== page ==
When a family becomes a Heifer project participant, it almost always involves animals. We're known around the globe for providing livestock and training to help smallholder farmers overcome hunger and poverty. These animals provide much-needed nutrition, but they also serve as catalysts that improve the family's livelihood through the sale of wool, milk, honey, or the like, allowing a family to improve their living conditions and attain more education.
But these small farmers cannot do it alone. To keep their livestock healthy and viable, families need access to veterinary services and expertise; but in many countries this animal care is limited or non-existent. This is where community animal health workers come in. These "para-vets" learn valuable skills like animal health, husbandry, breeding, nutrition and housing, and they can fill an important need when local professional veterinary care isn't available.
Irene Pandosen is a community animal health worker who helps Heifer project participants in the Philippines. Right after her training concluded in 2010, she was put to the test when almost all of the swine in her community were inflicted with a viral disease that affects pregnant pigs and causes miscarriage, premature birth, or even death of the mother and piglets. Irene coordinated closely with the provincial veterinary office to control the outbreak, and as a result, only four pigs owned by the project participants died (compared to more than 50 owned by non-members).
The epidemic was the turning point. [Prior to the outbreak] most of the families doubted my knowledge. They would ask me things about animal diseases and how to control them, and then go to the veterinarian and ask the same question to see if my answers and explanations were the same," Irene said. "I take every opportunity to learn so that I can give good service. I talk to veterinarians and research every time I find an opportunity. I take learning as my responsibility to my group and to the community as well.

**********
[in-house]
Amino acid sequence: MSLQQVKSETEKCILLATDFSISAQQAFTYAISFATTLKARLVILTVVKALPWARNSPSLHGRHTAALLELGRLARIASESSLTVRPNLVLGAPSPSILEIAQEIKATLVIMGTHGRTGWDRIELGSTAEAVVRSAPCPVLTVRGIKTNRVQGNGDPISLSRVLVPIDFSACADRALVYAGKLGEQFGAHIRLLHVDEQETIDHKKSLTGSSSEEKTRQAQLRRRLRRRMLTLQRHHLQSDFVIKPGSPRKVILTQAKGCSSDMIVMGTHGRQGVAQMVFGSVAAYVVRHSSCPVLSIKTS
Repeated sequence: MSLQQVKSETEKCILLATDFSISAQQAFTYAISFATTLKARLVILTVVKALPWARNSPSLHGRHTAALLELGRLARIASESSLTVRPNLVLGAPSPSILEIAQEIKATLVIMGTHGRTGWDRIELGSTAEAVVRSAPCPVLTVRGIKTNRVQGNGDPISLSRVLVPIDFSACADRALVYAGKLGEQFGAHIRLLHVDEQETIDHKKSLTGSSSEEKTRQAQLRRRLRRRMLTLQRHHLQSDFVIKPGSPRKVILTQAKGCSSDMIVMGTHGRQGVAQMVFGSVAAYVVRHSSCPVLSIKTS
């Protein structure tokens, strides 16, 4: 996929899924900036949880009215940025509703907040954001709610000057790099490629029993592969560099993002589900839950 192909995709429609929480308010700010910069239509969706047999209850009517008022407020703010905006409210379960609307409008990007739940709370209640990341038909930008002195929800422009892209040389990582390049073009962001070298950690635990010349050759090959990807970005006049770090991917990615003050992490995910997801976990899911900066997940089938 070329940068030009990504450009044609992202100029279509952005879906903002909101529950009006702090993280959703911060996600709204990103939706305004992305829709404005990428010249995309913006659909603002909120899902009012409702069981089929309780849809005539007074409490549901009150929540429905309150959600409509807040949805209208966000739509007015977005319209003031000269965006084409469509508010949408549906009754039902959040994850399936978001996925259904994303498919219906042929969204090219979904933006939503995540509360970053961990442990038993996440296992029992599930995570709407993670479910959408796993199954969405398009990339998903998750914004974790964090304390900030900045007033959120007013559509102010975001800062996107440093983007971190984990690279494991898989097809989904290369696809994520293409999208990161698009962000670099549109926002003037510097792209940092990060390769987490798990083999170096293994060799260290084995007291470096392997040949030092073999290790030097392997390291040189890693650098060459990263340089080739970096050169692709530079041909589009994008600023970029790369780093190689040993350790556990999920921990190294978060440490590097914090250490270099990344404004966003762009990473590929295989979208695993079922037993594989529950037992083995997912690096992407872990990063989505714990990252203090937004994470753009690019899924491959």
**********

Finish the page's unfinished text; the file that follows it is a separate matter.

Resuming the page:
Irene has gone on to become a local expert in artificial insemination. This technology means safer and more efficient breeding of pigs farmers no longer need to transport large boars over poor roads and rugged terrain. Farmers pay Irene directly for her artificial insemination services, and she has seen her income increase about 15 fold as this enterprise has grown to include other members of her family.
This year, you can donate a Community Animal Health Worker Kit to provide quality animal care through our gift catalog. For $200 (or $20 for a share of a kit), you can honor a loved one with a gift that helps people like Irene care for livestock in the communities where Heifer works.
This post is part of our What to Give series, where were helping you choose the best Heifer gift for your loved ones. Read previous What to Give posts here, and subscribe to the What to Give series here.
Still dont know what to give? Check out our entire online Gift Catalog.
Information for this post was contributed by Jun Dom-oguen and Karla Narcise-Rodulfo, Heifer Philippines